Earle Shettleworth, Jr., director of the Maine Historic Preservation Commission, has worked on numerous arts-related projects with Verzosa and calls his approach to running Aucocisco, “refreshingly creative.” Says Shettleworth: “Andy cares passionately about the artists he represents and has strived tirelessly to find the right institutional and private homes for the works of such noted Mainers as Bernard Langlais and photographers George Daniell and Rose Marasco.”
Thomas Denenberg, deputy director and chief curator at the Portland Museum of Art, has been impressed with Verzosa’s mixture of established and emerging artists. “His gallery is ever interesting, showcasing established figures as well as being a place for young artists to get their start,” notes Denenberg. “Andy’s enthusiasm and ecumenical spirit is infectious.” Aucocisco’s current stable of up-and-coming talents includes Nicole Duennebier, Hilary Irons, and Christopher Keister, two of whose paintings Verzosa just stewarded into the permanent collection at the Portland Museum of Art. Verzosa takes his mentoring of emerging artists particularly seriously. He devotes large amounts of time to his artists and perpetually encourages them to be innovative.
“When you live so close to the bone, as so many creators do, there’s no steady paycheck, and too many artists end up taking day jobs and lose track of their art,” Verzosa says candidly. He makes it his mission to keep artists doing what they do best: making art.
“Andy is an amazing gallerist,” says Lauren Fensterstock, another emerging artist represented by Aucocisco and a 2010 Maine Arts Commission Fellow. “What I appreciate most about Andy’s work is his strong sense of long-term planning. He takes the time to understand my personal goals and has helped me build a multi-year plan to achieve them. There are few people that I trust equally for an honest perspective.”
The revered Maine painter Dozier Bell has been represented by Aucocisco since 2002. While the artist is at a different stage of her career, she values Verzosa just the same. A two-time winner of the coveted Pollock-Krasner Foundation grant and one of only seventeen artists featured in the 2009 Portland Museum of Art Biennial, Bell calls Verzosa “a hard-working dealer in the old style. He cares about his artists’ careers, their lives, and what they need to make their art, as well as about sales,” she says. “Being an artist can be very difficult, and a dealer who’s also a true ally is a rare find.” These days, Verzosa laughingly describes himself as a “lapsed artist.” He feels that representing and helping artists has become a part of his identity now. “I’m just more excited about helping other artists,” he says.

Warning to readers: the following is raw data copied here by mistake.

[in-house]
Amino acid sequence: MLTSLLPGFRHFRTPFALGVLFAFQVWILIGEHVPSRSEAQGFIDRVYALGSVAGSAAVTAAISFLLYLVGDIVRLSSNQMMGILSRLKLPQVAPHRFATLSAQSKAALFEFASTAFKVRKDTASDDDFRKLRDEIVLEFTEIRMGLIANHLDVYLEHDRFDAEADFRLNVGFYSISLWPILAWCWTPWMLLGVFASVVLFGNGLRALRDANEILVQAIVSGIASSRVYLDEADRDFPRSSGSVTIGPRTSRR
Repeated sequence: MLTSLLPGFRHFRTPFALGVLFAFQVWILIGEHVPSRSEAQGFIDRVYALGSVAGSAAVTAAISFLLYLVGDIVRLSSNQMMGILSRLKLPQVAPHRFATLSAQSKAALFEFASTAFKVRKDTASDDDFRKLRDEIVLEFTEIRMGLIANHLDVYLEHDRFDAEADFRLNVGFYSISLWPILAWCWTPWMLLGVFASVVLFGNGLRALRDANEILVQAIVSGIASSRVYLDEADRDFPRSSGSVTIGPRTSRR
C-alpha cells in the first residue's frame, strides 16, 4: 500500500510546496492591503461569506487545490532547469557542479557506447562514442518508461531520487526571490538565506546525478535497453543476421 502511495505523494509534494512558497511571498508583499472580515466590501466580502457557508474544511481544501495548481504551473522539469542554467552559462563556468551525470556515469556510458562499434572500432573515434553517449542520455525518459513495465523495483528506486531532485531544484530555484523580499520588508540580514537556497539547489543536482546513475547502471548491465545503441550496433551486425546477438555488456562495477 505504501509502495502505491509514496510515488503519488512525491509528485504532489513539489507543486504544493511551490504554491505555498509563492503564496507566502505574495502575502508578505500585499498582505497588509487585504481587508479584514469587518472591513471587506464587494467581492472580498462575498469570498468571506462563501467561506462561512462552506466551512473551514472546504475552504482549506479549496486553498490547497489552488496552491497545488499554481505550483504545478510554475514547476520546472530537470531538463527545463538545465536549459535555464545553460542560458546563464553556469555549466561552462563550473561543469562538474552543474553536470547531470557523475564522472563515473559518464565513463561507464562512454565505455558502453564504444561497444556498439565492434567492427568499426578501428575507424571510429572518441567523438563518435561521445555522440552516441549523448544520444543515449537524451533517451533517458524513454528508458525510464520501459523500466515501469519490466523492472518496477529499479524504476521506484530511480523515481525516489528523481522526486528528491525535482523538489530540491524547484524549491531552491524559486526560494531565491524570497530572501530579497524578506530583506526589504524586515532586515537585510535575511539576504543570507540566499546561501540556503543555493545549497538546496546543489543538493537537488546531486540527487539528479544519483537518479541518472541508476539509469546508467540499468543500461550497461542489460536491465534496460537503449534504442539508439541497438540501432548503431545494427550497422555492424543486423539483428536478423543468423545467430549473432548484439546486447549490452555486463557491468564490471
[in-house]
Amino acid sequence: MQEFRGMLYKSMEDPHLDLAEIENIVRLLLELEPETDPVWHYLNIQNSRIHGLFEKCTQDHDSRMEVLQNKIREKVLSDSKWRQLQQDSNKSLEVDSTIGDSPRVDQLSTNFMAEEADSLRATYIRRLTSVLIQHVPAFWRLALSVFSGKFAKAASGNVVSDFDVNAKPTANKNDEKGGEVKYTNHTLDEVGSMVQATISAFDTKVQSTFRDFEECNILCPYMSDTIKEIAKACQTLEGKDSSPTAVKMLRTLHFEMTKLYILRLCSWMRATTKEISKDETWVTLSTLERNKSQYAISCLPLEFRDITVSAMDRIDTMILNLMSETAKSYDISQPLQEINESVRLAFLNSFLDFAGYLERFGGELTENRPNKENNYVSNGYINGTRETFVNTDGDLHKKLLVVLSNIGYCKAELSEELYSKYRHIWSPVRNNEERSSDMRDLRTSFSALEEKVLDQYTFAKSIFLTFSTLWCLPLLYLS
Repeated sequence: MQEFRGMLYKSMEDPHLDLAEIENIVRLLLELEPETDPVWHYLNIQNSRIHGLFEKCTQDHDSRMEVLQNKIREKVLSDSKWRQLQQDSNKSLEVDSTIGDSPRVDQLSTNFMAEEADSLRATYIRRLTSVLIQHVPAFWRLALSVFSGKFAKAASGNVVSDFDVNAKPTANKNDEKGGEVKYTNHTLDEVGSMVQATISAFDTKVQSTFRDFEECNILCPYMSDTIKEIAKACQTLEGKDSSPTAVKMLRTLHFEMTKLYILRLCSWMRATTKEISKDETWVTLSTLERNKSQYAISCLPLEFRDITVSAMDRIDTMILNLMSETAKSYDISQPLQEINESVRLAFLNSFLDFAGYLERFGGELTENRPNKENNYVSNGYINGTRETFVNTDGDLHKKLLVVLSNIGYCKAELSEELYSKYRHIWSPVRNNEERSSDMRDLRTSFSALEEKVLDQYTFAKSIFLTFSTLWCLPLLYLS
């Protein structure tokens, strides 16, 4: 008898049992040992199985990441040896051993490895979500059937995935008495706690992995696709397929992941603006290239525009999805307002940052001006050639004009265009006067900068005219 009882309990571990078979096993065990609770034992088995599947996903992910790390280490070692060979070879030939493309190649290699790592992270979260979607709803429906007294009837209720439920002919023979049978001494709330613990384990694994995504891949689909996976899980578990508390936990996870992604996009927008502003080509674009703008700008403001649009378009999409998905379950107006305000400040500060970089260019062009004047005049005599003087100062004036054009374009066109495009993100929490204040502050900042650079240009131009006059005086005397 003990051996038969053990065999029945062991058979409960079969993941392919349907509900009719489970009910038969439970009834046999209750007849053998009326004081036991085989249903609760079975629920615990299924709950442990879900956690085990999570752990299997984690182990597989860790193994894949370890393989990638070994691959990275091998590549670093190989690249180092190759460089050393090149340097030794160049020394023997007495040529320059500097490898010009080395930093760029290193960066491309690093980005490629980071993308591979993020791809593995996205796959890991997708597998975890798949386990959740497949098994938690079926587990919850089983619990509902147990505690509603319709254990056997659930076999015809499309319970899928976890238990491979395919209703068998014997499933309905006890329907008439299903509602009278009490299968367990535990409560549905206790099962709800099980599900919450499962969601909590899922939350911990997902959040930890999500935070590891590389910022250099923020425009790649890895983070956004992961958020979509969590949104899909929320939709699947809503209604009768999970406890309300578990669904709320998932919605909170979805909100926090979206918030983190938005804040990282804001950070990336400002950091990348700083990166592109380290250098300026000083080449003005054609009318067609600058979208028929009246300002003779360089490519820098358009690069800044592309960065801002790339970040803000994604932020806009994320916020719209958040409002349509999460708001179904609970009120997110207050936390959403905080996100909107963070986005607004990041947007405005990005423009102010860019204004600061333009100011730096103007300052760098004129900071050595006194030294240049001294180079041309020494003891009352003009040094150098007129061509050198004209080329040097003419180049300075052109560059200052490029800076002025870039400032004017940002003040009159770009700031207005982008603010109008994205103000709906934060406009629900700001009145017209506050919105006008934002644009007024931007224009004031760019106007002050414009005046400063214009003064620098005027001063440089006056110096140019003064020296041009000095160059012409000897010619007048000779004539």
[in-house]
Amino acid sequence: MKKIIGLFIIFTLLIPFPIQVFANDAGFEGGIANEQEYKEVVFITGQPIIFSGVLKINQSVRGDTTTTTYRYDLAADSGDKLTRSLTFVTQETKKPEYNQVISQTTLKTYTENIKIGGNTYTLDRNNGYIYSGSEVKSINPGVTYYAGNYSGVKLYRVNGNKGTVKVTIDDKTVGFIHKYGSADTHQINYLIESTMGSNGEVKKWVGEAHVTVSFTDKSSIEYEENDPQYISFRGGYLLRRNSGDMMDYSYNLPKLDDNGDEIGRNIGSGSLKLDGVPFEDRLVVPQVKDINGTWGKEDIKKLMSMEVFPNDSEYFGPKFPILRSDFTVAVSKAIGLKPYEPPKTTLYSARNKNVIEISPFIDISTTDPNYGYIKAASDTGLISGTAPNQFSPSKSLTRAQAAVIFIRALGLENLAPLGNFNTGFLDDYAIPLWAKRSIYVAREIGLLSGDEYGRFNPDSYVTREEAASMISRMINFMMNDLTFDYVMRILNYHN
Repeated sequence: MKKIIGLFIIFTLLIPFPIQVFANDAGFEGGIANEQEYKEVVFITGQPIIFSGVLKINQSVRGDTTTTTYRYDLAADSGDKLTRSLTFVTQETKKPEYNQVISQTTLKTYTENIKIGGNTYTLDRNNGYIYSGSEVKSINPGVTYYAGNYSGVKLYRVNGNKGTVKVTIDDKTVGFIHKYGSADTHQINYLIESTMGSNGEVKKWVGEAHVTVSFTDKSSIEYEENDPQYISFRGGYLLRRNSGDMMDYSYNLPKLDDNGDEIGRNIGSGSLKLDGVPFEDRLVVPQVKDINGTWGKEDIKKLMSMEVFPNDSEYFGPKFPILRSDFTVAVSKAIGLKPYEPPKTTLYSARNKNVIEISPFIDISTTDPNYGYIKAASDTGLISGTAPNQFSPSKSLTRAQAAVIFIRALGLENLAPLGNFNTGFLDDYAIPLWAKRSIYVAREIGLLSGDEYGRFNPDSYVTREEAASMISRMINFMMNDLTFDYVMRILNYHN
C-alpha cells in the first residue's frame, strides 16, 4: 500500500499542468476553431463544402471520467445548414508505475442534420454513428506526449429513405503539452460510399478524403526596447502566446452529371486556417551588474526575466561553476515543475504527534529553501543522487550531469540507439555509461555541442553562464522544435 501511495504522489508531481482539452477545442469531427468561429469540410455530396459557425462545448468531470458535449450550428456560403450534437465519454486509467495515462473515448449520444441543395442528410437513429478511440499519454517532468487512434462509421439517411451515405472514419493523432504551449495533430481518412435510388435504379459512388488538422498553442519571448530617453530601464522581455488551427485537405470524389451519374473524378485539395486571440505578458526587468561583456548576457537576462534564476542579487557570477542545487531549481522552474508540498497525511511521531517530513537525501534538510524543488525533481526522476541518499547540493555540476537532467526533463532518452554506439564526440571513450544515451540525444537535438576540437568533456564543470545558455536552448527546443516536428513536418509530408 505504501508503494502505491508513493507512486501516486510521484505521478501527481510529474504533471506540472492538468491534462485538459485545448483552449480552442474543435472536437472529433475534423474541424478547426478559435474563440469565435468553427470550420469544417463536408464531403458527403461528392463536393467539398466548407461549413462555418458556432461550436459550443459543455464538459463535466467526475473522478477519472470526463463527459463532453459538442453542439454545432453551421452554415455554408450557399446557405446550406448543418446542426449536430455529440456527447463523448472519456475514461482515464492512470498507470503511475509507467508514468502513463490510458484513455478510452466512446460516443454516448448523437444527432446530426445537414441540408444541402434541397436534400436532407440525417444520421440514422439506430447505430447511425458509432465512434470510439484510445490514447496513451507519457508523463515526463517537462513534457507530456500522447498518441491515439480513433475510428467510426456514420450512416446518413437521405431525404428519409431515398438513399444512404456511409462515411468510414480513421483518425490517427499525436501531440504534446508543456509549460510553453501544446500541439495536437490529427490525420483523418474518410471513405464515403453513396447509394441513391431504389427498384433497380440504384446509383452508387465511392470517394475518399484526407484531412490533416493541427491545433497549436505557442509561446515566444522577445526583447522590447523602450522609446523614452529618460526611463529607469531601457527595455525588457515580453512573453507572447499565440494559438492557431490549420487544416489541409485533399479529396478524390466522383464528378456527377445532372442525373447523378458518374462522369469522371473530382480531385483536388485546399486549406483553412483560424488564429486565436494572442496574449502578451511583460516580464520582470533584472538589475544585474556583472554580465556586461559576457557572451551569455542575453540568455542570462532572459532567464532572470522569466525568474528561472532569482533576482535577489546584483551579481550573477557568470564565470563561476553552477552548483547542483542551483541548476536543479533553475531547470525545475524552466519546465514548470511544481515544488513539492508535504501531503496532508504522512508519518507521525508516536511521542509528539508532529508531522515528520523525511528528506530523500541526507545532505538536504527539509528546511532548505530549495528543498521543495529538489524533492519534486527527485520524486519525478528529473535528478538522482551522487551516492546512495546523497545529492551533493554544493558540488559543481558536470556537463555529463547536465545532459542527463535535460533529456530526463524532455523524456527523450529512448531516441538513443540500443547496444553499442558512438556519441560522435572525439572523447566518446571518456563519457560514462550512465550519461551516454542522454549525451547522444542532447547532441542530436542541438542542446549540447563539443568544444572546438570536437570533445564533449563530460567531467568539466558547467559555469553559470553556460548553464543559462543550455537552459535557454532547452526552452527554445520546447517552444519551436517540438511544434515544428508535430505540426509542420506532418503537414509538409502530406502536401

“Oh, I am standing on the shoulder of giants here,” says Verzosa of his place in the art world. “In terms of economy, leadership, and community, I am just trying to make whatever positive difference I can.”
A better gallery equals more sales; more sales equals more money in the pockets of artists. And, at the end of the day, that is what gets Verzosa up in the morning and pushing onward.
At last, it is time for Verzosa to hang the one massive piece in Grace DeGennaro’s show, a stunning eight-foot by five-foot painting entitled Serape.
“Well, let’s try it,” Verzosa says finally, having eyed the painting for several minutes. He knows that the hanging is not the culmination of this show, nor is the reception. It is the beginning. Now come the feverish e-mails, the magazine and newspaper ads, and the cultivation of reviews. The tasks he seems to execute with relish.
Verzosa moves the big painting away from the wall, as he has hundreds of times in the past decade. DeGennaro holds it steady while Verzosa places a chair between the wall and the painting, and climbs atop it. He disappears, covered by the massive painting.
DeGennaro and gallery manager Caros each grip one side of the painting and raise it, quickly closing the gap between the wall and the art. Verzosa crouches, his shoes searching for traction on the chair top. The ladies hoist the painting upwards like a giant shimmering black sail. Verzosa is silent, hidden.
“Stop!” Verzosa says suddenly. “Okay, Grace, up on your side. Ashley, down on yours. Okay, okay. Right. Stop! I’m on the hook now,” he says, meaning that he has managed to slip the thin picture wire over the hook in the wall.
As DeGennaro and Caros hold the painting, its top resting against the wall and its bottom kicked out at a sharp angle, Verzosa slides out from behind. He takes hold of the painting and eases it against the wall. Everyone holds a collective breath.
Finally, the painting is in place: beautifully hung, completely square. Everyone steps back. DeGennaro beams as she looks at her painting hanging on Aucocisco’s wall. For now, her painting has finished its journey: from her mind, to the canvas in her studio, to the gallery.
“Perfect,” Verzosa says quietly.
- Photography by: Jeff Scher